I'm concerned about the depth of the moisture tomorrow in Oklahoma owing to veered flow just off the surface. This flow profile is also yielding relatively straightline hodographs, though the 0z NAM is showing this less than previous NAM runs. The best curvature is, not surprisingly, farther to the north, nearer the front. For example, the PNC sounding valid at 0z tomorrow evening indicates >350m2/s2 0-1km SRH (indicative of the strong near-surface hodograph curvature). That said, the sounding is also very stable for a surface-based parcel. We've been battling poor moisture (depth and magnitude) for what seems like the entire year, and we've seen the consequences of relatively shallow moisture, which tends to mix out, particularly on days with strong mechanical and convective mixing. Speaking of instability, CAPE isn't impressive either, largely owing to weak lapse rates aloft (not much better than moist adiabatic).

Current target: Between Enid and Red Rock for initiation. I'd much rather chase 150mi to the west, where the terrain is more friendly to chasing, but that just doesn't happen it seems. Road options turn to garbage as one nears Tulsa, so I'm hoping I get lucky in this regard.
 
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Difficult forecasts... Forecast soundings from 12z model runs are pitiful north of I40, with very low CAPE (<400j/kg) and discouraging CINH. Meanwhile, moisture is progged to be deeper and richer farther south, helping to boost instability south of I40. For example, the AQR sounding valid 0z from the 12z RUC run shows ~1900 j/kg CAPE and a much more favorable-looking sounding. I'm slightly encouraged by the 850-700mb lapse rates on this morning's RAOBs. However, current OK mesonet shows westerly comp. to the sfc flow west of I35, which seems a bit early. In addition, pressure tendency maps from OK Mesonet indicate pressure rises across most of western OK, which certainly will not help back the flow (though this should reverse later this afternoon). I also don't like the veering-with-height-in-the-low-levels beneath backing-with-height-aloft wind profile. We've seen this semi S-shaped hodograph several times this year, and it's proved to be difficult to sustained cyclonic supercells (3-8-06 comes to mind).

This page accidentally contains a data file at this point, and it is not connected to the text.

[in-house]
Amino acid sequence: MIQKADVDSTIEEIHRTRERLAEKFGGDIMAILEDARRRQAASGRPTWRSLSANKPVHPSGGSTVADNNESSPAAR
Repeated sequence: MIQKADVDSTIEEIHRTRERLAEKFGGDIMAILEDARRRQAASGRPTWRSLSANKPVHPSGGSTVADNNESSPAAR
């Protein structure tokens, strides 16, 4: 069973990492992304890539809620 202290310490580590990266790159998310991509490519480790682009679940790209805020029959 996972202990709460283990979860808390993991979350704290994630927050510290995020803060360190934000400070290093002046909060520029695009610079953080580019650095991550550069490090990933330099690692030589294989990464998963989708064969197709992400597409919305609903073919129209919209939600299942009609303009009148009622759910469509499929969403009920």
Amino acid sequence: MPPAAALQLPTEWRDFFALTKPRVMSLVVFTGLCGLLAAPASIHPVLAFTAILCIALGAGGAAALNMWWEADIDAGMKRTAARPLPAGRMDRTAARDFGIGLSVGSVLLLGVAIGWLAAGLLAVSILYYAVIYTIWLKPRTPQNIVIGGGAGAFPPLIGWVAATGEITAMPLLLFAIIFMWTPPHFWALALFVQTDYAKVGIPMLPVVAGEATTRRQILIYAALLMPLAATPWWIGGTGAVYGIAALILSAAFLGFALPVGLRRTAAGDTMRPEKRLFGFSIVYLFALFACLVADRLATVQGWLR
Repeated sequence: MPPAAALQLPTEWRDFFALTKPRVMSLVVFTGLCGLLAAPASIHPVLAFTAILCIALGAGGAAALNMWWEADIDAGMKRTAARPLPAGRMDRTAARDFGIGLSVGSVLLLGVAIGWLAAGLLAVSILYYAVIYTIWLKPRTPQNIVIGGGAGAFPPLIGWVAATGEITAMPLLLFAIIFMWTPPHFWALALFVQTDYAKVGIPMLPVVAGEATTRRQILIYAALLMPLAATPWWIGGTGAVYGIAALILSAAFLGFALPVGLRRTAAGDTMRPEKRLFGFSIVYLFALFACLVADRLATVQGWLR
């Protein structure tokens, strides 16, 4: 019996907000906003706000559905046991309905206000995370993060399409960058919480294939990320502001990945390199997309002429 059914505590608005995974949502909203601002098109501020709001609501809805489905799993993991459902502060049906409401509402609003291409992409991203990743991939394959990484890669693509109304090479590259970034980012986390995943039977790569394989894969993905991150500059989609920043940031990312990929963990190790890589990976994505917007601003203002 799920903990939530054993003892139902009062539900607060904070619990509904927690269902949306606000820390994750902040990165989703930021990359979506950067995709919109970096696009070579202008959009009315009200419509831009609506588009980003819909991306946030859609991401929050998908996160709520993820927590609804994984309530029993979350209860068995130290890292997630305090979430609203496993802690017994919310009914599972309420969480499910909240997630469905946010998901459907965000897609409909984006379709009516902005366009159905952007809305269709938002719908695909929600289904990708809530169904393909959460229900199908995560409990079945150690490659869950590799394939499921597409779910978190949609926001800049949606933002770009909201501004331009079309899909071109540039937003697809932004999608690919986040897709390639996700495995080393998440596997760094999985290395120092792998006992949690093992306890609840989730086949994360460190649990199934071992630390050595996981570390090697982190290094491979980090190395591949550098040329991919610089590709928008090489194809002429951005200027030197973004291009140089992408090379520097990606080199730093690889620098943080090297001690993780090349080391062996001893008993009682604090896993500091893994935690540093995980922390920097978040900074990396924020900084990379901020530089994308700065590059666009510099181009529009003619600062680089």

There may be a risky cold-core play across far nw OK and eastern OK panhandle if the 12z RUC verifies.
 
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Currently sitting in Blackwell, OK with my friend Mark;can't decide whether to drive west to Buffalo, OK and hit cold core storms there along occluded front, or sit hear and play the nose of the warm sector east of Blackwell..... Very frustrating, because I want to go west, but I want to stay here.....I think I'm going to head west, no, stay here, no, head west!

I think I'll get some lunch first and decide on a full stomach.
 
Too... much... discussion... ... Can't... Keep... Up... ;-)

Still a difficult forecast. Surface pressures are finally dropping in response to diurnal heating and, more importantly, the approach of the intense upper low. I'd rather see the max pressure falls farther north and west (Mesonet indicates max pressure falls in se OK)., but oh well. Earlier this morning, a wind shift made it's way all the way to and east of I35, veering winds to the SW and dropping dewpoints into the low-mid 50s. Ugh.

CAPE was a limited factor north of I40 already, and Tds in the 58-60F range certainly don't help the cause. Farther south, moisture should be deeper and is of higher magnitude, but the 18z FWD sounding has a poor and "confused" hodograph, with negative 0-1km SRH indicating a propensity to support anticyclonic, left-moving supercells. I hate s-shaped hodographs (backing over veering or vice versa), since my experience tells me that it doesn't tend to favor either cyclonic or anticyclonic mesos, so you end up with transient, weak-moderate circulations.

All that said, my eyes are still to the north. CAPE will no doubt be more favorable for sustained supercells near the Red River, but (a) faster storm motions, (b) worse terrain, and (c) a bad road newtork discourage me from taking on that challenge -- I've chased SE of Ada enough in the past couple of years. If the winds in nc OK can be enough and for a long enough time, the higher moisture near and S of I40 may be able to advect to near the warm front. I don't really know what to expect, but I agree with dropping the 10% T prob.